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Registering with government agencies

You’ll need to register with a number of government agencies to use their services and meet legal and tax obligations. Here’s what you need to know and do.

RealMe is a secure login that uses the same username and password for a range of online government services, including:

  • checking if a jobseeker can legally work in New Zealand
  • filing a Companies Office annual return
  • registering a trade mark.

You’ll still need a separate login for Inland Revenue’s online service myIR. 

Where to use RealMe (external link)  — Department of Internal Affairs

New Zealand Business Number (NZBN)

NZBN is a unique ID that — over time — will let businesses update and share key information and interact with government and each other.

All companies registered in New Zealand already have NZBNs. In 2017 all other businesses in New Zealand will get one, including sole traders

The easiest way to interact with Inland Revenue is to set up an online myIR account. This allows you to:

  • keep your personal and business details up to date
  • check your tax, KiwiSaver and other Inland Revenue accounts
  • work out your income tax return filing requirements
  • file business returns, including employer returns and GST
  • work out tax payment options.

Tax

How your income is taxed will depend on the business structure you choose — sole trader, partnership or company. See our tips on choosing which is right for you, including a video on business structures.

Sole trader

Partnerships

Companies

  • A company will need its own IRD number.
  • Apply for your company IRD number through the Companies Office when you register your company.

Choosing your business structure (external link) — Inland Revenue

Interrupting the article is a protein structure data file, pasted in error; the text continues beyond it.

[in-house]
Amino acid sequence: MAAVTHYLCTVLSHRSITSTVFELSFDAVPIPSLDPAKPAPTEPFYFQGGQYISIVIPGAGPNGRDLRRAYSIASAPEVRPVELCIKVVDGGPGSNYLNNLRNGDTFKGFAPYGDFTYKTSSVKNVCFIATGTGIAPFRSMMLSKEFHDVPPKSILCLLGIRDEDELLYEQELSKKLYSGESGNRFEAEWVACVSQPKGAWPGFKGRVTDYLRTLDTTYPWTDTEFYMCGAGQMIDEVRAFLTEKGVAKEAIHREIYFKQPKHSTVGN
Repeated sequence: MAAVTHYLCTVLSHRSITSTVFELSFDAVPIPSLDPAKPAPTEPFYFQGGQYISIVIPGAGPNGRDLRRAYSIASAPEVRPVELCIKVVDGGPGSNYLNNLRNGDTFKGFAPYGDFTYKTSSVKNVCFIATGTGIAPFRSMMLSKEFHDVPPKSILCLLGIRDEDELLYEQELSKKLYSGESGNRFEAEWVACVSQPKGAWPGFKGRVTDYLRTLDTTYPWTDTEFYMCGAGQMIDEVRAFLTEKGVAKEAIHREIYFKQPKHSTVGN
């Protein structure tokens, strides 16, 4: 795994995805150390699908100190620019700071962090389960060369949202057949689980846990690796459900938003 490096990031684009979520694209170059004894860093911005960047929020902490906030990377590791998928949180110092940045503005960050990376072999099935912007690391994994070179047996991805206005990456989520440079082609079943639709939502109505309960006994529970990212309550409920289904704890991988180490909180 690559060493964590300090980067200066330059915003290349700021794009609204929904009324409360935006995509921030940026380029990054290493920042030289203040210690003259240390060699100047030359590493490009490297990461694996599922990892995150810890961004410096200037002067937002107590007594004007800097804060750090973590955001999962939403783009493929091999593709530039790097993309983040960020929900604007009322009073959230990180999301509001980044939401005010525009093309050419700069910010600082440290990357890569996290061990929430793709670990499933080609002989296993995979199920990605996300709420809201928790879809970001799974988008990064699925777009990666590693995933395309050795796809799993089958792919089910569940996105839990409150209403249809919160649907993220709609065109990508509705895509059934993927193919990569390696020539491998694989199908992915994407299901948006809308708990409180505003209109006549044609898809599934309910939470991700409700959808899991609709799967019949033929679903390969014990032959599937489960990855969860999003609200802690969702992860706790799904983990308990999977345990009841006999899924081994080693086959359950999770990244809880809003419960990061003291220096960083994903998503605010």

GST

You need to register for GST if your turnover was more than $60,000 in the last 12 months, or if you think you’ll earn more than $60,000 in the next 12 months. You can register voluntarily if your business earns $60,000 or less a year — but you’ll have to complete regular GST returns.

How to register

Register online through MyIR or download a GST registration form (external link) (IR360) from the Inland Revenue website.

To register, you’ll need:

Becoming an employer

When you start employing staff, or contractors who receive schedular payments, you must register as an employer with Inland Revenue — even if you employ your spouse or partner.

You’ll also be asked if you need to register for fringe benefit tax (FBT) and the employer superannuation contribution tax (ESCT).

Are you an employer (external link) — Inland Revenue

Tax on scheduler payments (external link)  — Inland Revenue

If you want to recruit staff, eg permanent, fixed-term or casual employees, you may need to register as an employer with Inland Revenue

If you want to recruit staff, eg permanent, fixed-term or casual employees, you may need to register as an employer with Inland Revenue

Find out about Registering as an employer (external link) on the Inland Revenue website.

You don’t need to register with ACC — Inland Revenue forwards your income figures to ACC, which calculates if you need to pay ACC levies, and how much you’ll need to pay.

Your first levy invoice will usually arrive after the end of your first year in business. After that, you’ll be invoiced once a year, usually in July for businesses or August for the self-employed.

Setting up a company

If you decide to set up a limited liability company — rather than operate as a sole trader or partnership — you must reserve the company name and apply to be listed on the Companies Register.

To apply for registration, you’ll need a RealMe login to access the Companies Office website where you can:

  • search the Companies Register to see if your business name is available
  • reserve your company name
  • register your company
  • file annual returns setting out contact details for the company and its directors.

Intellectual property

For businesses at any stage, it’s important to protect your intellectual property (IP), eg your logo, brand or inventions.

You can register the following on the New Zealand Intellectual Property Office (IPONZ) website

Some types of IP are best protected by being kept secret. See our guide to simple ways to protect IP assets.

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